Highland Supervisors contribute $25,000 to Highland Center
Monterey, Va. – The Highland County Board of Supervisors took the first step toward approving a request from the Highland Economic Development Authority for $25,000 in county support for the Highland Center’s Capital Campaign to renovate the Highland Center building. County Administrator Roberta Lambert summarizes the request made by EDA Chairman Kirk Billingsley last month.
“At the Board’s October 2nd meeting, Mr. Billingsley presented a presentation requesting a $5,000 donation each year for five years for a total of $25,000 toward the Highland Center’s campaign,” said Ms. Lambert. “
Supervisor Kevin Wagner detailed how the Highland Center has brought several jobs and significant tax revenues to the county.
“The Highland Center has been doing good things,” said Supervisor Wagner. “They spearheaded the Allegheny Highlands Ag Center, and from that now we have, I think, four full-time and four part-time jobs. They created an improvement on the property that’s valued around $670,000, out of nothing. Then there’s property taxes that are going to be coming to the county. They’ll be generating tax revenues for the county in addition to the jobs they have created here (in Monterey), which is probably in the neighborhood of a half-dozen jobs that they kind of keep going around here. A lot of the arts are here, both the fine arts and the performing arts, the visual arts – all of that takes place here and it’s kind of a community center. And if all we have to do is provide a few thousand dollars toward it, I think that is a worthy goal,” he said.
Chairman of the Board of Supervisors David Blanchard also spoke in support of the EDA’s request for funds for the Highland Center.
“Well, I think a lot of their endeavor is economic development,” said Supervisor Blanchard. “There’s the business incubation, and with the large project of the Ag Center, the other agricultural projects that they have including the Allegheny Mountain School and the Farmers Market. It (this money from the county) is a small show of support. It’s a purchase of community services. It does show support that we’re behind them in their efforts not only to revive that building, but just to continue with their economic development efforts. People like that old school building up there. It means a lot to them. I like the old building too, but I like the work that does take place up there even more,” he said.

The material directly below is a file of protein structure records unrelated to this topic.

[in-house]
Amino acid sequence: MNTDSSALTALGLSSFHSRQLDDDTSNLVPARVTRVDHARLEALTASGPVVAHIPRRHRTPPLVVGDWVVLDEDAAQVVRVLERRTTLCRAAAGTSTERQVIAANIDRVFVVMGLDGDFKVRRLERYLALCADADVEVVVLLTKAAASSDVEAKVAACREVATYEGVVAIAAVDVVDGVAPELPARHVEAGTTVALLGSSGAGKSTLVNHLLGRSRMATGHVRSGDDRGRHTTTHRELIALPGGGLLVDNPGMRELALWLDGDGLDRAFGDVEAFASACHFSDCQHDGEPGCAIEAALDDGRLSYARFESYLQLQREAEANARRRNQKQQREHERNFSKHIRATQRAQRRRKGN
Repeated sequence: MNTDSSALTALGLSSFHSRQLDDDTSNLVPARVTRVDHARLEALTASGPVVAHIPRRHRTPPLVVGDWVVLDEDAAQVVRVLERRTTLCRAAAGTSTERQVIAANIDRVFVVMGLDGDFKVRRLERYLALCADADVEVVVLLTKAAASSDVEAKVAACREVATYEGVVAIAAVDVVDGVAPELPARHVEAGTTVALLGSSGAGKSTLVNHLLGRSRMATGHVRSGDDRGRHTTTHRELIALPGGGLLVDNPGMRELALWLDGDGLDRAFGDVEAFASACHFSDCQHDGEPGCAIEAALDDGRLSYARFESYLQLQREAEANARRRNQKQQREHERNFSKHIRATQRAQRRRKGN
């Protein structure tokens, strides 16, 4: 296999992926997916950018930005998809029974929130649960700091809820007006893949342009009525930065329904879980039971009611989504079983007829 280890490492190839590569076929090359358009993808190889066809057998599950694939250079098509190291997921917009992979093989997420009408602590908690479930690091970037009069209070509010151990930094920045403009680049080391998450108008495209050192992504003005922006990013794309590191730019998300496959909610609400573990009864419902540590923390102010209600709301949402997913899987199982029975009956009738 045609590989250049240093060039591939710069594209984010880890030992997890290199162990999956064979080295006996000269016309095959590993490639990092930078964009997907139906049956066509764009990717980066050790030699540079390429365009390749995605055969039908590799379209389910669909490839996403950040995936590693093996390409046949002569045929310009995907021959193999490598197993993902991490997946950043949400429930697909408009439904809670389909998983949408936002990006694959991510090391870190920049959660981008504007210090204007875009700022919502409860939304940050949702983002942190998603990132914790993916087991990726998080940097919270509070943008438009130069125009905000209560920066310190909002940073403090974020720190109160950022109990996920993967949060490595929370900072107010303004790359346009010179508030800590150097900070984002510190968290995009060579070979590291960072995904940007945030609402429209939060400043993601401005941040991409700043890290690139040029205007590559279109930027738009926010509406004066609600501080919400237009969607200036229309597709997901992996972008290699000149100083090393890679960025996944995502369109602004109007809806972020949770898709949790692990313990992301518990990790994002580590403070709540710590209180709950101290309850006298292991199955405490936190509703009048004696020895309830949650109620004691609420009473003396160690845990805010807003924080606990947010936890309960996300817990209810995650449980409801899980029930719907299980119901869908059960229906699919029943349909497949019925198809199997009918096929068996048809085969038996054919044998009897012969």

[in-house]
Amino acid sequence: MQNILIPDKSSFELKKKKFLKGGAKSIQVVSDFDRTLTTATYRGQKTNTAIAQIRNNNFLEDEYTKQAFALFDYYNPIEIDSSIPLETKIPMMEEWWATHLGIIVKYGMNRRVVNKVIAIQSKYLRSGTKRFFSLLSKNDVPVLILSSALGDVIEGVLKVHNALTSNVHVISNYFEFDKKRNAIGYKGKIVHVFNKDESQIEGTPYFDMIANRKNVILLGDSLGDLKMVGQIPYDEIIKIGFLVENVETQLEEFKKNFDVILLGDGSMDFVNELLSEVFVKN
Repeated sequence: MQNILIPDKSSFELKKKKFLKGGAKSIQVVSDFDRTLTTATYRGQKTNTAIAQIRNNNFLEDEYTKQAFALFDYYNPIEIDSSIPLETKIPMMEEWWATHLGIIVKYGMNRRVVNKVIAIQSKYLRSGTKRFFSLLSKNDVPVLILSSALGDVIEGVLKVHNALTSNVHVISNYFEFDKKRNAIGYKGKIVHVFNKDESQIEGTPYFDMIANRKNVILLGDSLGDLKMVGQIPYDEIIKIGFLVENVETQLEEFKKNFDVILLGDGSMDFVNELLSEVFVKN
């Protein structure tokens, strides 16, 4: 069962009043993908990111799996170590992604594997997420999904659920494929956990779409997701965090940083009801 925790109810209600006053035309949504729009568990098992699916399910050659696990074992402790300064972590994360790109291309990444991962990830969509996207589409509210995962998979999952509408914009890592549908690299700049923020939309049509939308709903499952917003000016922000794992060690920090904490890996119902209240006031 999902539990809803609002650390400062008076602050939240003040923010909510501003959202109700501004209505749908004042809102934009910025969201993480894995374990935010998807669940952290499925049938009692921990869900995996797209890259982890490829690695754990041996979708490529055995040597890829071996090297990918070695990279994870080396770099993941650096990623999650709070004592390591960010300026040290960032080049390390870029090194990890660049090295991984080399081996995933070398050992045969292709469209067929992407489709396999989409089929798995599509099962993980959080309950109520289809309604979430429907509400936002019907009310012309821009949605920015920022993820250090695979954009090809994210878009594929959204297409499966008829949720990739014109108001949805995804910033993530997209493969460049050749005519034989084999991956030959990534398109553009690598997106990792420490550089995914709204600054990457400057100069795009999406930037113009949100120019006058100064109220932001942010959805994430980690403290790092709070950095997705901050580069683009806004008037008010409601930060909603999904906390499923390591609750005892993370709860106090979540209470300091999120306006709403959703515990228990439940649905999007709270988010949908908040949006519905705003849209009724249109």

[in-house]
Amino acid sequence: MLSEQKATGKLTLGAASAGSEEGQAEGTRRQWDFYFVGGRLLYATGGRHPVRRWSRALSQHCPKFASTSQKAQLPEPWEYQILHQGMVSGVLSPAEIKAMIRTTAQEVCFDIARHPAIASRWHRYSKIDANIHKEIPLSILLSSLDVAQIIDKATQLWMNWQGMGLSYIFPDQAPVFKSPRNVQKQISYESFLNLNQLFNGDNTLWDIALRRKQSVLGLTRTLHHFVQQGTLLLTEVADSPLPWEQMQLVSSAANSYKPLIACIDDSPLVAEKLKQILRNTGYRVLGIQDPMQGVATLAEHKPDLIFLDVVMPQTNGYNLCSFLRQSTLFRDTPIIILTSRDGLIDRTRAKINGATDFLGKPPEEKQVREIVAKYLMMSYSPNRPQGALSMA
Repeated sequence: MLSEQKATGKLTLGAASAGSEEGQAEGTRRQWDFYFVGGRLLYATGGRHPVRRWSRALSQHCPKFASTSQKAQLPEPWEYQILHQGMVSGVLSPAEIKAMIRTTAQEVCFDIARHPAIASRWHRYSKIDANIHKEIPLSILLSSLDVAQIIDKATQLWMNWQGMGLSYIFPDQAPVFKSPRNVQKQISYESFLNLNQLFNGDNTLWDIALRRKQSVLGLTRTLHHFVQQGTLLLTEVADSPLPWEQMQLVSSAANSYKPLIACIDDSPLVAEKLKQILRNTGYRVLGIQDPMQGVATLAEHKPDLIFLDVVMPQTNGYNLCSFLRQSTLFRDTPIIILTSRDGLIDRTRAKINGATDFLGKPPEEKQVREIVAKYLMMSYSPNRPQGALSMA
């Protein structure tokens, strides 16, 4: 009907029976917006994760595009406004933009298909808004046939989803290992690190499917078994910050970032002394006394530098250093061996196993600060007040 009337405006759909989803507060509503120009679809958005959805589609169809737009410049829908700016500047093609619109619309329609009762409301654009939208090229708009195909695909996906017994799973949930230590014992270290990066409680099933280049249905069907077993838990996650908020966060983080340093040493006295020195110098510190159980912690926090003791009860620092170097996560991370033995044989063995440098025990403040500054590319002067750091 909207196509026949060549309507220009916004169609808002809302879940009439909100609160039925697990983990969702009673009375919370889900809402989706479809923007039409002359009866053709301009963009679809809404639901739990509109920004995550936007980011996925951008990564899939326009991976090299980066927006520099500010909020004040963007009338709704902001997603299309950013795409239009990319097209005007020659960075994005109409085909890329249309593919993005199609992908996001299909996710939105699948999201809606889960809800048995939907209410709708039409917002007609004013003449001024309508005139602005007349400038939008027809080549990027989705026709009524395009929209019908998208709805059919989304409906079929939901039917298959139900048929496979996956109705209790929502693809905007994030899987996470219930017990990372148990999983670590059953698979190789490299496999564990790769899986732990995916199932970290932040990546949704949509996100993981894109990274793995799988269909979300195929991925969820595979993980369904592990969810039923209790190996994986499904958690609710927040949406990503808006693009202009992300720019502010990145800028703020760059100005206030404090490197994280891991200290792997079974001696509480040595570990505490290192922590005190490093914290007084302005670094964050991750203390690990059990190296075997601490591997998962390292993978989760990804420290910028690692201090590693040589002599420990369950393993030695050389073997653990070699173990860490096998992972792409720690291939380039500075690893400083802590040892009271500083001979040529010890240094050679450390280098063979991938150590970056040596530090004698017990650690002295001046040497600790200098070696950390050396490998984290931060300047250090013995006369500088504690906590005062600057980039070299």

Supervisor Lee Blagg noted that it will be a major challenge to transform the old school building into a functional space that will serve county residents.
“The county gave these old schools to basically whoever,” said Supervisor Blagg. “Stonewall Ruritan Club got one. And to be truthful about it, when they gave it to us, I said the best thing you could do would be to take a bulldozer and push the thing over in a ditch somewhere and build a (new) building. They (the old school buildings) are a walking, sitting money pit and we have poured Lord knows, how much money in that building down there (Stonewall Ruritan). And we can pour more into it. This building (the Highland Center) is an architectural nightmare. I went to school there. Who puts a gym in the middle of a classroom? I mean it is. It is an architectural nightmare. There’s no telling how many millions of dollars you could spend on this thing and still not have it be functional,” he said.
Following the discussion, Supervisor Wagner made a motion to make a $25,000 pledge to the Highland Economic Development Authority to support the Highland Center’s Capital Campaign and that the money be payable over the remaining four years of the Board’s term in office. That motion was seconded by Lee Blagg and then was approved by unanimous vote of the Board. The timing of the payments to the EDA will be worked out at a future meeting.
The next regular meeting of the Highland County Board of Supervisors will be Tuesday, December 4, 2012. The Supervisors also have a work session scheduled for Wednesday, November 14.